Navigating a 5150 Hold for Minors: A Guide for Parents

Navigating a 5150 Hold For Minors: A Guide for Parents

When your child is struggling, your whole world can get turned upside down in an instant. This is especially true when your child is struggling with their mental health or has a mental illness. If your child’s needs become critical, the situation can seem out of control, and as parents, it can feel as though you are helpless. You can find yourself in a situation where you fear for your child’s safety and know that you need some kind of crisis intervention.

Seeking help can come in many forms but sometimes includes a hospital visit, contact with a mental health professional, or law enforcement. Depending upon how these interactions go, your child may be deemed a threat to themselves or others. They could be placed on a 72-hour hold, commonly referred to as a 5150 or 5585 hold, for their safety. The need for an involuntary commitment can be terrifying for any parent and child. It is important for you to recognize that this involuntary hold is intended to ensure the safety of your child and to give professionals time to assess your child’s needs during this psychiatric emergency.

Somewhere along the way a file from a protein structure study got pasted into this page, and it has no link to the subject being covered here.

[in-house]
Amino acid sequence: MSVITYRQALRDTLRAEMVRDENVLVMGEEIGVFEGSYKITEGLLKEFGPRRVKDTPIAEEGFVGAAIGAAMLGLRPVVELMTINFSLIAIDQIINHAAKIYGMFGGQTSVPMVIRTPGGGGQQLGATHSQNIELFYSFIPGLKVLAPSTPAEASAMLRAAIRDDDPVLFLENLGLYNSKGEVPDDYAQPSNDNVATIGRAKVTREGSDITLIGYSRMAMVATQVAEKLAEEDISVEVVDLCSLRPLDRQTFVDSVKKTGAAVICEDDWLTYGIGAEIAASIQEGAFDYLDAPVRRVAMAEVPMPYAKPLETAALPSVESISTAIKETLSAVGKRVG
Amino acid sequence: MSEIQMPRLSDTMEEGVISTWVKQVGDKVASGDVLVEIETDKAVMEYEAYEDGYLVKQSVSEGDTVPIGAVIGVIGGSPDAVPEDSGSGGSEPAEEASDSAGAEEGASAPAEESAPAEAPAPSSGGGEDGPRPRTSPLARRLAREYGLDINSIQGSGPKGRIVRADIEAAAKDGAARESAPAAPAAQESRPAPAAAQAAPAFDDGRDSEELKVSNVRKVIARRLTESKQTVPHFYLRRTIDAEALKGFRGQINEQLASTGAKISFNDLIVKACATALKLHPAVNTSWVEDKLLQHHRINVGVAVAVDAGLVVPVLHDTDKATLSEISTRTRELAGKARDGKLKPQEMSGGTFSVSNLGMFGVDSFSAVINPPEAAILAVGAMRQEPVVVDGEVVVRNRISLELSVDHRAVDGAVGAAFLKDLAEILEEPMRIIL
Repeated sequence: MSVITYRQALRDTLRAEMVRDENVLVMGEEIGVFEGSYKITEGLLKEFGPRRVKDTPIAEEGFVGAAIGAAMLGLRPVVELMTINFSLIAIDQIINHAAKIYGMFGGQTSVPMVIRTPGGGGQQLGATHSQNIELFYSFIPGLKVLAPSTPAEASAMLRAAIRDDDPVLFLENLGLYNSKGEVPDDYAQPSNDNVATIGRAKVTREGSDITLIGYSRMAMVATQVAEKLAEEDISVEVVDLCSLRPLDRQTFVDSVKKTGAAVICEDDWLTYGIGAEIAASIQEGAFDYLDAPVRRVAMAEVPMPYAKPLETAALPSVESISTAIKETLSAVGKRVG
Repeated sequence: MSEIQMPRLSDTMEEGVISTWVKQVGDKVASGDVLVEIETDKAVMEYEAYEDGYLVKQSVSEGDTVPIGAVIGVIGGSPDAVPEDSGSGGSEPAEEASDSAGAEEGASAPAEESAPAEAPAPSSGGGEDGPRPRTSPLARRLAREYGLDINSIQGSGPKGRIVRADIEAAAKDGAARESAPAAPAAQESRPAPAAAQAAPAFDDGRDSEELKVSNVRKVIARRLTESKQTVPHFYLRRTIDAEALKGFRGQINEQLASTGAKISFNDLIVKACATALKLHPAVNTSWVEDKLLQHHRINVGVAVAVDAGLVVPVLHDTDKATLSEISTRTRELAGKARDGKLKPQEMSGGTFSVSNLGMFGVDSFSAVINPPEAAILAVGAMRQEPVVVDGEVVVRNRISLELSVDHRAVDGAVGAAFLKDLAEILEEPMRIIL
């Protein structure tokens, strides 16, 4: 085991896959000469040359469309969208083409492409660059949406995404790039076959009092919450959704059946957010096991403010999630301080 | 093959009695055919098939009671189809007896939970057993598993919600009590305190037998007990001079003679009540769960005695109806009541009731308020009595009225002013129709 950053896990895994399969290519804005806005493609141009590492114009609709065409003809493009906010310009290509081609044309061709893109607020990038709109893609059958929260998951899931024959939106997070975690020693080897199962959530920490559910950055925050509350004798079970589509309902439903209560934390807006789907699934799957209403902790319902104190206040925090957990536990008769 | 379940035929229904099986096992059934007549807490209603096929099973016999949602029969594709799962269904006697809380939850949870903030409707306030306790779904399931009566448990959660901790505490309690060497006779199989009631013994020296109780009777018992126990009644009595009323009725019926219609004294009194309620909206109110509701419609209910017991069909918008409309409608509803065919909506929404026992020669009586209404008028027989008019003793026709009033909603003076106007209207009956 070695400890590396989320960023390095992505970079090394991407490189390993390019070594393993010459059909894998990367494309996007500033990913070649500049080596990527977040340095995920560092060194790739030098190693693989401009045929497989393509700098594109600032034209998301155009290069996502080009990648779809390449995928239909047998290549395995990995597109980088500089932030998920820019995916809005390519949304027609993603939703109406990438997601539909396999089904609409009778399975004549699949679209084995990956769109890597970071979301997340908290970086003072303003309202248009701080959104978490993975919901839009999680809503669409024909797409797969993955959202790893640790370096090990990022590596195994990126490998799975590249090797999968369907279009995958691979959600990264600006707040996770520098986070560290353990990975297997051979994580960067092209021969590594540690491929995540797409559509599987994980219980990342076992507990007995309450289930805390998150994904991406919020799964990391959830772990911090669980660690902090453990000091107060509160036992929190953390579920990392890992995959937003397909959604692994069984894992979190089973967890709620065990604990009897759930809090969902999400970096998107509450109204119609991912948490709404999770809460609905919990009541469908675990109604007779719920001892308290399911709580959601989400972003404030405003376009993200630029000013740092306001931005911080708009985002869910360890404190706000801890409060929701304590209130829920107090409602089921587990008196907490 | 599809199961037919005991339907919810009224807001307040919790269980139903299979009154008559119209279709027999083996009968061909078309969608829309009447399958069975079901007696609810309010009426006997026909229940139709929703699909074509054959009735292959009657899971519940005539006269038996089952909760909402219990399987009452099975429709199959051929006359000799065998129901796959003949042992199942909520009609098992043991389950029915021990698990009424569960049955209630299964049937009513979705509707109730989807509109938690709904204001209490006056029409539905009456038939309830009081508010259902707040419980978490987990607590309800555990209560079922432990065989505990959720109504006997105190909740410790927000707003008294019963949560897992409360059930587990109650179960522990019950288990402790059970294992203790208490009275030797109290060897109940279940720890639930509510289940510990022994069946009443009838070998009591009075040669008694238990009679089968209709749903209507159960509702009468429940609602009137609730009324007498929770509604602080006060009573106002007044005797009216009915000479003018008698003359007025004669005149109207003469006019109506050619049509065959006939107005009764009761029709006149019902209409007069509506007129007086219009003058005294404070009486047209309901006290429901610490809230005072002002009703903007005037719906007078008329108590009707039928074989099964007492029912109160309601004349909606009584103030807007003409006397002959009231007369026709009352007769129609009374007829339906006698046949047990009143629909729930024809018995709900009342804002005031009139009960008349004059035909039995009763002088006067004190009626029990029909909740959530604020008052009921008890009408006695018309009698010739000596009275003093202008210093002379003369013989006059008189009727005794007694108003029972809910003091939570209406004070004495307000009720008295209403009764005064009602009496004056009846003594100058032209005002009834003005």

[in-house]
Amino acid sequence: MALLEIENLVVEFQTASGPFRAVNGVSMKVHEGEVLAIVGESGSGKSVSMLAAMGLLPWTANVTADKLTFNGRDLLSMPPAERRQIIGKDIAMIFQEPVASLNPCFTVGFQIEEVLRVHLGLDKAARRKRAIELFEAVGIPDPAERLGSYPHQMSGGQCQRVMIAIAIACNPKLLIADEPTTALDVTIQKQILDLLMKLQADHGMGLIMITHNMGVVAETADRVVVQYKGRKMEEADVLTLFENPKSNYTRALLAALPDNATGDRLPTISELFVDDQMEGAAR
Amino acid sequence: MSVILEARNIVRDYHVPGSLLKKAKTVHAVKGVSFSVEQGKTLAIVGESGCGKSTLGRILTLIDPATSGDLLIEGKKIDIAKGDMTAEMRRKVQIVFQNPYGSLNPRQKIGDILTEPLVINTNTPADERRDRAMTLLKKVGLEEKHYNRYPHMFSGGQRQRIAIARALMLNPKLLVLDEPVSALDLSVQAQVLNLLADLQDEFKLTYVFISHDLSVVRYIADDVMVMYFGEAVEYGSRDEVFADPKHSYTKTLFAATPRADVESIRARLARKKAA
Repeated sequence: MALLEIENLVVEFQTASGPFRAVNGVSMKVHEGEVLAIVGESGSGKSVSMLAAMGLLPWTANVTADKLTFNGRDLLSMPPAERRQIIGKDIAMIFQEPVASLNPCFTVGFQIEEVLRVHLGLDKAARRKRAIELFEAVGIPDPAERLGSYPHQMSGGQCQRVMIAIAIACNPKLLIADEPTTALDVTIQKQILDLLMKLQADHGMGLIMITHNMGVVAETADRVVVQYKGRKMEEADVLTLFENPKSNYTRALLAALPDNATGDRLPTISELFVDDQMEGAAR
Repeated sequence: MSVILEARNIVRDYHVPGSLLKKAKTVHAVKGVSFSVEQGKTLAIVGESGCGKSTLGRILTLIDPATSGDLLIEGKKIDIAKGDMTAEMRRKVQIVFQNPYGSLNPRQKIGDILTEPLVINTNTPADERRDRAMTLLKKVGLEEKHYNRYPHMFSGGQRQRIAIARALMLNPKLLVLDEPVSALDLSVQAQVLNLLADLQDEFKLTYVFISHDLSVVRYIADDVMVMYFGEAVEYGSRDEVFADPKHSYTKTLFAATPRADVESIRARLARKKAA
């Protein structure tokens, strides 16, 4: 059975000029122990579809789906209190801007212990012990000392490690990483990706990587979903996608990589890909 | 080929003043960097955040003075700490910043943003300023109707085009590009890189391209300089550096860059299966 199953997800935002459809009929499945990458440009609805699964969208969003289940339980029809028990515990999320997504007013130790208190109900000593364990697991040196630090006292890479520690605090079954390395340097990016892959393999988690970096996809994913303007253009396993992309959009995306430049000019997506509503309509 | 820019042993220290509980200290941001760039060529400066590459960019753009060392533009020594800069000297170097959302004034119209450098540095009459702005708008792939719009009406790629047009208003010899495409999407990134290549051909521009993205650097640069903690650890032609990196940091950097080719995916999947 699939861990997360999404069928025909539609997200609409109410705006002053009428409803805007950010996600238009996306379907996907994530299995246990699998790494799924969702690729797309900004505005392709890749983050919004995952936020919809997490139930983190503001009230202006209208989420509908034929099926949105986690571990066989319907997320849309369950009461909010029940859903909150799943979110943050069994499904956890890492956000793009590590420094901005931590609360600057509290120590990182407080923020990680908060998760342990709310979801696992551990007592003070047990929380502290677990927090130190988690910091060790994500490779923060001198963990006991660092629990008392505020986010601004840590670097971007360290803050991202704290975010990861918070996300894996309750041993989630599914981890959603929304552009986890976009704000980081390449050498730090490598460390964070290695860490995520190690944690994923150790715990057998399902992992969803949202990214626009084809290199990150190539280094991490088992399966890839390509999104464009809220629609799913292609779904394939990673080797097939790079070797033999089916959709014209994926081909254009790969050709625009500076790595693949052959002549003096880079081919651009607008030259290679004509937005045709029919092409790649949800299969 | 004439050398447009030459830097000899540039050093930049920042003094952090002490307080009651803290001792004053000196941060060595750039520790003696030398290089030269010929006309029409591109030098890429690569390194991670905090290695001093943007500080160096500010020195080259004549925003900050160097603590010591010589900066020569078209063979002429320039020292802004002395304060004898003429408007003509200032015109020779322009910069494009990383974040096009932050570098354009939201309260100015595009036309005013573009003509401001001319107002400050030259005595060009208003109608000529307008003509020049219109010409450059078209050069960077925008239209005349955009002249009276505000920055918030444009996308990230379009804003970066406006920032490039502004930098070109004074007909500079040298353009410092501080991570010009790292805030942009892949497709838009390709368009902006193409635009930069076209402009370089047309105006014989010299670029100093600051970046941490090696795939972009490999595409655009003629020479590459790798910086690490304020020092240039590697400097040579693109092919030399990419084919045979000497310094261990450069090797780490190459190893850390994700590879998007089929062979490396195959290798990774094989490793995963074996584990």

Generally, a 5150 or a similar involuntary mental health hold is just one step in a longer process. It is often after a 5150 hold that parents consider more intensive treatment options, including wilderness adventure therapy. Here is a guide for parents if you find yourself in this situation.